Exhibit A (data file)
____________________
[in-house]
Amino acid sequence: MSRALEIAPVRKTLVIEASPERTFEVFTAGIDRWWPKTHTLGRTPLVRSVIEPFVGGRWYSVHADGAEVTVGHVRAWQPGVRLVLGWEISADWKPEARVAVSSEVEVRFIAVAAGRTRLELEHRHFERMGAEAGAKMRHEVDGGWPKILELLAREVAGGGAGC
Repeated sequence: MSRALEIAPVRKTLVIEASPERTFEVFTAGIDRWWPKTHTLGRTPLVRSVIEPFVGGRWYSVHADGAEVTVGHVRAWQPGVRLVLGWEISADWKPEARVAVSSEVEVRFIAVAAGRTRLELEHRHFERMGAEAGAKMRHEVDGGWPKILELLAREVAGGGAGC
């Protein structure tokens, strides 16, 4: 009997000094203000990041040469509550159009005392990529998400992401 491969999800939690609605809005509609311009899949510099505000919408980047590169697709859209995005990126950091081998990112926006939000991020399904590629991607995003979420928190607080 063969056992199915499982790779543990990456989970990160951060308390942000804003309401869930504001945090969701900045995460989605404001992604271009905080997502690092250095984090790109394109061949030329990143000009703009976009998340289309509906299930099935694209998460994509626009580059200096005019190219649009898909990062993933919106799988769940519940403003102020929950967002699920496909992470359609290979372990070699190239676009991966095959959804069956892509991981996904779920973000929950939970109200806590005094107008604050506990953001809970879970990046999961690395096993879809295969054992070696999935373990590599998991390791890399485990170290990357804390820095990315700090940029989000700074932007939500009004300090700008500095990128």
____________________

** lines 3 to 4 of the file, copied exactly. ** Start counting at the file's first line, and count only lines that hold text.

Repeated sequence: MSRALEIAPVRKTLVIEASPERTFEVFTAGIDRWWPKTHTLGRTPLVRSVIEPFVGGRWYSVHADGAEVTVGHVRAWQPGVRLVLGWEISADWKPEARVAVSSEVEVRFIAVAAGRTRLELEHRHFERMGAEAGAKMRHEVDGGWPKILELLAREVAGGGAGC
């Protein structure tokens, strides 16, 4: 009997000094203000990041040469509550159009005392990529998400992401 491969999800939690609605809005509609311009899949510099505000919408980047590169697709859209995005990126950091081998990112926006939000991020399904590629991607995003979420928190607080 063969056992199915499982790779543990990456989970990160951060308390942000804003309401869930504001945090969701900045995460989605404001992604271009905080997502690092250095984090790109394109061949030329990143000009703009976009998340289309509906299930099935694209998460994509626009580059200096005019190219649009898909990062993933919106799988769940519940403003102020929950967002699920496909992470359609290979372990070699190239676009991966095959959804069956892509991981996904779920973000929950939970109200806590005094107008604050506990953001809970879970990046999961690395096993879809295969054992070696999935373990590599998991390791890399485990170290990357804390820095990315700090940029989000700074932007939500009004300090700008500095990128």